If you're still with me on this, thanks for sticking around. I digressed right before addressing the metaphorical elephant in the room, but today will see my train of thought reach its destination. Brace yourself, though, because I don't think this is going to be a comfortable ride for everyone...
As I mentioned last time, all of this took place at GameaCon's Ultra Rage. It could have been the start of something big; a new foothold for the FGC is a desired location. We -- and I need to stress that word, we -- could have laid claim to fertile territory. There was a great deal that could have been done with this event, but when opportunity came knocking, we treated it like a Jehovah's witness on Saturday morning after an especially difficult week... which is to say that we let it pass us by with nary a second thought. I know how difficult this might sound to picture in your minds, but that's (quite ironically) because you had to be there to experience what I could only describe as a vacuum.
At this moment, I feel the need to point out that the FGC wasn't alone at this event. The SMASH crowd were in attendance, as well. The key difference to their involvement with Ultra Rage? They came out in force. That will always be the underlying difference between our respective communities: they will ALWAYS come out for their game. Learned that the hard way by watching the door/gate for back-to-back APEX tournaments. Seriously, after the debacle of this year's APEX & its relocation, I am convinced nothing short of divine intervention will deter a SMASH player from getting their games in. It's a noble characteristic, don't get me wrong... but it does show us up a bit too often, don't you think?
Earlier on, I made mention of the comfort zone mentality and that right there is ultimately part of what's really holding us back. What's most disturbing about it is how invasive it's become. Slowly & surely, that mentality has infected almost every aspect of the FGC. Under the guises of complacency, spite, greed & more, the comfort zone mentality tricks us into thinking that digging in behind someone or something generally familiar to us is totally justifiable. If something doesn't meet our preconceived standards, regardless of how much time & effort went into it, we brush it off. If it doesn't come from our usual source, we pay it no mind. If it's out of our way, we don't make an effort to venture out. Are you noticing the pattern yet? Furthermore, do you realize how dangerous & counterproductive such a dismissive mindset has the potential to be in the grand scheme of things?
If I can paraphrase V for Vendetta for a hot second, I can appreciate the comfort of routine, the security of the familiar & the tranquility of repetition as much as anyone. However, I can't let any of those dictate who I am -- as a person or as a gamer. As much as I love fighting games, they haven't comprised the whole of my gaming life. Yeah, they're a priority, but variety is the spice of life. Sometimes I need a deep & engaging plot... other times, I run with hack 'n slash to blow off some steam... and every now & again, not too often but on occasion, I feel like diving head first into a AAA title. That very attitude has to be applied to how I approach different events. If not, I'd still be that kid in the arcade that only watched while others were dumping quarter after quarter into their machine of choice to enjoy the experience & possibly raise their skill level.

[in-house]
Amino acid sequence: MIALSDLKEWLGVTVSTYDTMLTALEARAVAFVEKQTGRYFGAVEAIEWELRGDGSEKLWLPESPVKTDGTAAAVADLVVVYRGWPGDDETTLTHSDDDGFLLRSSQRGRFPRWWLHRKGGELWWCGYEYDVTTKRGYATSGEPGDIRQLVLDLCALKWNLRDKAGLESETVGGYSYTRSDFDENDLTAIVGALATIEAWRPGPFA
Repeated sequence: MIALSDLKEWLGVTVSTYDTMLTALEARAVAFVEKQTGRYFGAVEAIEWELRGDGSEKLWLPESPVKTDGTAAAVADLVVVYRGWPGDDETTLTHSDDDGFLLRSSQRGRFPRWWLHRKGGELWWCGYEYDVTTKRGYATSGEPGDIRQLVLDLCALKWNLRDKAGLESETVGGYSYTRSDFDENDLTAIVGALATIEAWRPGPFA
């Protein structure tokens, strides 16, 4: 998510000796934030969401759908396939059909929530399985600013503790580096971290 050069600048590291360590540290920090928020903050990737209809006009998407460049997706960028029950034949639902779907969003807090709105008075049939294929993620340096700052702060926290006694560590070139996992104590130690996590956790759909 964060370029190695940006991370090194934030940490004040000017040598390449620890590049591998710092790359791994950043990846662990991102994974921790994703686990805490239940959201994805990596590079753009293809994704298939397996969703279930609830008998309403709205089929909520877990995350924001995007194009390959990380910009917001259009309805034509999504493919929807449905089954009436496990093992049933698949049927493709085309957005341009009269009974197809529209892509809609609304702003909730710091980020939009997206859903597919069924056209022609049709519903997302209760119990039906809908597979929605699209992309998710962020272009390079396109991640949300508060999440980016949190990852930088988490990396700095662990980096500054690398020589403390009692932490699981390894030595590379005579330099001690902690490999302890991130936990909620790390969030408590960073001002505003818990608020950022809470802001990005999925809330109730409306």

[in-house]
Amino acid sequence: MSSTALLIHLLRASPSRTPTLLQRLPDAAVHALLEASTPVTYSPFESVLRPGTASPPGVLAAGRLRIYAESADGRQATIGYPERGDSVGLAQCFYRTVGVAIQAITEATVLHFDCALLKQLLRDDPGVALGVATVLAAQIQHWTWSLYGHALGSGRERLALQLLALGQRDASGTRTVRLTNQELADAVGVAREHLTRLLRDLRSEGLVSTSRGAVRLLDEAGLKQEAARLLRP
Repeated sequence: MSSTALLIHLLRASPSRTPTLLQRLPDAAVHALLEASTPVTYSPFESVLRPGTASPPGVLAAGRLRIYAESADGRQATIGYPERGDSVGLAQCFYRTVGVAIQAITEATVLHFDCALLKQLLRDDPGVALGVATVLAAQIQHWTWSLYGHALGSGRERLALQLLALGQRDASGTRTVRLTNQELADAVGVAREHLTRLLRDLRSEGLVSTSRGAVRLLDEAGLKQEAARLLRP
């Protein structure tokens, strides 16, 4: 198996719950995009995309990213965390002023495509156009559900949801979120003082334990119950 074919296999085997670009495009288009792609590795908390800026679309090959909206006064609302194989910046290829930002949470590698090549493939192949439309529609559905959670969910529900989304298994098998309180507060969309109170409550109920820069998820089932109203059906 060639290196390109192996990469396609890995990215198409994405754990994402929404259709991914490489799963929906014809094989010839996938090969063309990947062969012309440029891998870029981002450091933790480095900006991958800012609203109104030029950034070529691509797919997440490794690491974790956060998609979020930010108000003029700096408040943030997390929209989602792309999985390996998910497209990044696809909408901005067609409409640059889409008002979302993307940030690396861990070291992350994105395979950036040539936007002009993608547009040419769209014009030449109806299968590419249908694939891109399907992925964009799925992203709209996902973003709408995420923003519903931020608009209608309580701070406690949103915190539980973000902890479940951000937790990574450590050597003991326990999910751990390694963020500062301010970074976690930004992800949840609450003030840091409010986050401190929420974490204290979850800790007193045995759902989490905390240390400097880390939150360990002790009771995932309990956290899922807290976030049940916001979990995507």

To prove my point, I'll take this a step further & go personal. When I was first approached to join Kick-Punch-Block, I signed on with the intention of just being muscle. I had no problem whatsoever being the team's go-for. If I attended an event & there was an errand needed running, I'd be all over it. As subservient/submissive as that seems, it was where I was comfortable. Partially because it covered up the fact that I was nowhere near competent enough to ever seriously compete, but primarily because it absolved me from a lot of responsibility. Yes, that was admittedly a scumbag way of approaching things, won't argue that. However, fate pushed me out of my comfort zone. During our Madden Madness series, the team needed someone with football experience to commentate. At that given moment, I was the only one who fit that bill. In doing so, people both on the team and off encouraged me to do it regularly. It took a little twisting of the proverbial arm because -- you might not believe this, but it's true -- I'm actually very insecure about the sound of my voice.
Ever since then, things have escalated steadily. I've taken on more responsibility within the team (i.e., you're reading this right now) and I've slowly grown into my role as the "Voice of KPB". In my own way, I've become a somewhat mildly recognizable figure in the region and have even been able to enjoy the fraternity & hospitality of different groups throughout the FGC. All of that became possible because (say it with me now) I left my comfort zone. Look, I understand that xenophobia can be crippling at times... especially when you can't recognize it for what it is. But I'm here to tell you, from firsthand experience, that the pros of responsibly venturing out into the unknown from time to time far outweigh the cons. All any of us will ever have to do is simply take the risk of trying, doing and/or going towards something new. Trust me, it'll be a welcome learning experience
Until next time... keep fighting the good fight, my friends.